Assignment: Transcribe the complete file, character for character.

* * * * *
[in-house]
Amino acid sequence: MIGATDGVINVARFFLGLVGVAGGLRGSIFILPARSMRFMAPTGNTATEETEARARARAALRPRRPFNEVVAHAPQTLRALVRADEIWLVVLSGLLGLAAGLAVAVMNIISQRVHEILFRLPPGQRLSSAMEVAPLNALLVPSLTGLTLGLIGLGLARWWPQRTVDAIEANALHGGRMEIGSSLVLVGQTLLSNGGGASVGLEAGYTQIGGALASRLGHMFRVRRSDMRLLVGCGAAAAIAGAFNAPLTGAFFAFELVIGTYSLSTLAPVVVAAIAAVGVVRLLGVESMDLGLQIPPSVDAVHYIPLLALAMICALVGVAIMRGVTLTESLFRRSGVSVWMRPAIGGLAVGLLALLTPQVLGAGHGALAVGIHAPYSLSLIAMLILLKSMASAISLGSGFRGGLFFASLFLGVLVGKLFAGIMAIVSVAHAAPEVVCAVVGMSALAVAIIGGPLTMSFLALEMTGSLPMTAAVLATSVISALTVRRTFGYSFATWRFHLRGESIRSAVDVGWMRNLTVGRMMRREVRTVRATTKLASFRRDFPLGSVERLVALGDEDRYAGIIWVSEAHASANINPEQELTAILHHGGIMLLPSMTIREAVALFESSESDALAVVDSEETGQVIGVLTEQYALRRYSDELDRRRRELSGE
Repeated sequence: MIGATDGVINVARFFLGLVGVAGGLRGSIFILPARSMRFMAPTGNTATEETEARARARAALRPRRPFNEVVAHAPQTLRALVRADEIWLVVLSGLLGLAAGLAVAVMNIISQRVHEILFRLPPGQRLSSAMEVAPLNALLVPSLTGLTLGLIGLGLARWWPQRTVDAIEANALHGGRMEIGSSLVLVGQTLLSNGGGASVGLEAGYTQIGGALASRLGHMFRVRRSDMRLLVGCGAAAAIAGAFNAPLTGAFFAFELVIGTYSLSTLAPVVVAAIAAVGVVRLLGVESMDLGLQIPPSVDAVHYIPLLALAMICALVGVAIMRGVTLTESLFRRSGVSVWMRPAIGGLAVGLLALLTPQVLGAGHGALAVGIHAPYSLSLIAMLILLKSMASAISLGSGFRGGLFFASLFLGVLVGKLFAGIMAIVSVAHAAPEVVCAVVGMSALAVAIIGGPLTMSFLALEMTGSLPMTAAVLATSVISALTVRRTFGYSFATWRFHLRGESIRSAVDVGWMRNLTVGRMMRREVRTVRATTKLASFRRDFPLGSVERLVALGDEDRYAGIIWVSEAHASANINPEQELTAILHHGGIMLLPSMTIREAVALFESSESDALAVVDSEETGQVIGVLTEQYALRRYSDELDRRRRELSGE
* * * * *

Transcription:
[in-house]
Amino acid sequence: MIGATDGVINVARFFLGLVGVAGGLRGSIFILPARSMRFMAPTGNTATEETEARARARAALRPRRPFNEVVAHAPQTLRALVRADEIWLVVLSGLLGLAAGLAVAVMNIISQRVHEILFRLPPGQRLSSAMEVAPLNALLVPSLTGLTLGLIGLGLARWWPQRTVDAIEANALHGGRMEIGSSLVLVGQTLLSNGGGASVGLEAGYTQIGGALASRLGHMFRVRRSDMRLLVGCGAAAAIAGAFNAPLTGAFFAFELVIGTYSLSTLAPVVVAAIAAVGVVRLLGVESMDLGLQIPPSVDAVHYIPLLALAMICALVGVAIMRGVTLTESLFRRSGVSVWMRPAIGGLAVGLLALLTPQVLGAGHGALAVGIHAPYSLSLIAMLILLKSMASAISLGSGFRGGLFFASLFLGVLVGKLFAGIMAIVSVAHAAPEVVCAVVGMSALAVAIIGGPLTMSFLALEMTGSLPMTAAVLATSVISALTVRRTFGYSFATWRFHLRGESIRSAVDVGWMRNLTVGRMMRREVRTVRATTKLASFRRDFPLGSVERLVALGDEDRYAGIIWVSEAHASANINPEQELTAILHHGGIMLLPSMTIREAVALFESSESDALAVVDSEETGQVIGVLTEQYALRRYSDELDRRRRELSGE
Repeated sequence: MIGATDGVINVARFFLGLVGVAGGLRGSIFILPARSMRFMAPTGNTATEETEARARARAALRPRRPFNEVVAHAPQTLRALVRADEIWLVVLSGLLGLAAGLAVAVMNIISQRVHEILFRLPPGQRLSSAMEVAPLNALLVPSLTGLTLGLIGLGLARWWPQRTVDAIEANALHGGRMEIGSSLVLVGQTLLSNGGGASVGLEAGYTQIGGALASRLGHMFRVRRSDMRLLVGCGAAAAIAGAFNAPLTGAFFAFELVIGTYSLSTLAPVVVAAIAAVGVVRLLGVESMDLGLQIPPSVDAVHYIPLLALAMICALVGVAIMRGVTLTESLFRRSGVSVWMRPAIGGLAVGLLALLTPQVLGAGHGALAVGIHAPYSLSLIAMLILLKSMASAISLGSGFRGGLFFASLFLGVLVGKLFAGIMAIVSVAHAAPEVVCAVVGMSALAVAIIGGPLTMSFLALEMTGSLPMTAAVLATSVISALTVRRTFGYSFATWRFHLRGESIRSAVDVGWMRNLTVGRMMRREVRTVRATTKLASFRRDFPLGSVERLVALGDEDRYAGIIWVSEAHASANINPEQELTAILHHGGIMLLPSMTIREAVALFESSESDALAVVDSEETGQVIGVLTEQYALRRYSDELDRRRRELSGE